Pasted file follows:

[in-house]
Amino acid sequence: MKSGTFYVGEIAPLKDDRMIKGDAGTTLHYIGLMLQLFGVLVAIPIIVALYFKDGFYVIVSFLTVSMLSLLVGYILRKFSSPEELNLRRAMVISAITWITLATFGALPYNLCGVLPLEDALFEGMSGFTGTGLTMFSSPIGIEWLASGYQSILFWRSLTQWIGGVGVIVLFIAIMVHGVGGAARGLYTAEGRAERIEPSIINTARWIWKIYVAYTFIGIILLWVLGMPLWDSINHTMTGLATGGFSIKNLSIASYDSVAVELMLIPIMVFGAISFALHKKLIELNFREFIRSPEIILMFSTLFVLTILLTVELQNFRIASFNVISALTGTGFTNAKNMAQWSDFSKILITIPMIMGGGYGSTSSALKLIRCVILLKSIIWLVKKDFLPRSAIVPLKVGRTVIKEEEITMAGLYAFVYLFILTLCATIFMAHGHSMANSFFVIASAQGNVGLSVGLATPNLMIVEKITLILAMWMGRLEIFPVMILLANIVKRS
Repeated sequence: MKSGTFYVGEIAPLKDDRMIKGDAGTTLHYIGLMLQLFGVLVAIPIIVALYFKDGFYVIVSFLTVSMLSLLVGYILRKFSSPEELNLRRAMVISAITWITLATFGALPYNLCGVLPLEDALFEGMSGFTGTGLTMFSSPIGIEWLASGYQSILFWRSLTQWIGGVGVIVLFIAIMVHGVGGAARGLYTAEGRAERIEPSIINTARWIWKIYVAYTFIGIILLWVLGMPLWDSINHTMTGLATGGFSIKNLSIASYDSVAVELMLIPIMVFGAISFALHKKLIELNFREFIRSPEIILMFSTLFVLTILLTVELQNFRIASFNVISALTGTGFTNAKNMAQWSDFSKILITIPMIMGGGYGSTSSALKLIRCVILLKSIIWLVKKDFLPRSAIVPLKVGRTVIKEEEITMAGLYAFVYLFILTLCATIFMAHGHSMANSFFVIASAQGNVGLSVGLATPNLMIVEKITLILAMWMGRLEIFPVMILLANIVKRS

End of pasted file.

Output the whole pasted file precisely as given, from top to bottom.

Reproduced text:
[in-house]
Amino acid sequence: MKSGTFYVGEIAPLKDDRMIKGDAGTTLHYIGLMLQLFGVLVAIPIIVALYFKDGFYVIVSFLTVSMLSLLVGYILRKFSSPEELNLRRAMVISAITWITLATFGALPYNLCGVLPLEDALFEGMSGFTGTGLTMFSSPIGIEWLASGYQSILFWRSLTQWIGGVGVIVLFIAIMVHGVGGAARGLYTAEGRAERIEPSIINTARWIWKIYVAYTFIGIILLWVLGMPLWDSINHTMTGLATGGFSIKNLSIASYDSVAVELMLIPIMVFGAISFALHKKLIELNFREFIRSPEIILMFSTLFVLTILLTVELQNFRIASFNVISALTGTGFTNAKNMAQWSDFSKILITIPMIMGGGYGSTSSALKLIRCVILLKSIIWLVKKDFLPRSAIVPLKVGRTVIKEEEITMAGLYAFVYLFILTLCATIFMAHGHSMANSFFVIASAQGNVGLSVGLATPNLMIVEKITLILAMWMGRLEIFPVMILLANIVKRS
Repeated sequence: MKSGTFYVGEIAPLKDDRMIKGDAGTTLHYIGLMLQLFGVLVAIPIIVALYFKDGFYVIVSFLTVSMLSLLVGYILRKFSSPEELNLRRAMVISAITWITLATFGALPYNLCGVLPLEDALFEGMSGFTGTGLTMFSSPIGIEWLASGYQSILFWRSLTQWIGGVGVIVLFIAIMVHGVGGAARGLYTAEGRAERIEPSIINTARWIWKIYVAYTFIGIILLWVLGMPLWDSINHTMTGLATGGFSIKNLSIASYDSVAVELMLIPIMVFGAISFALHKKLIELNFREFIRSPEIILMFSTLFVLTILLTVELQNFRIASFNVISALTGTGFTNAKNMAQWSDFSKILITIPMIMGGGYGSTSSALKLIRCVILLKSIIWLVKKDFLPRSAIVPLKVGRTVIKEEEITMAGLYAFVYLFILTLCATIFMAHGHSMANSFFVIASAQGNVGLSVGLATPNLMIVEKITLILAMWMGRLEIFPVMILLANIVKRS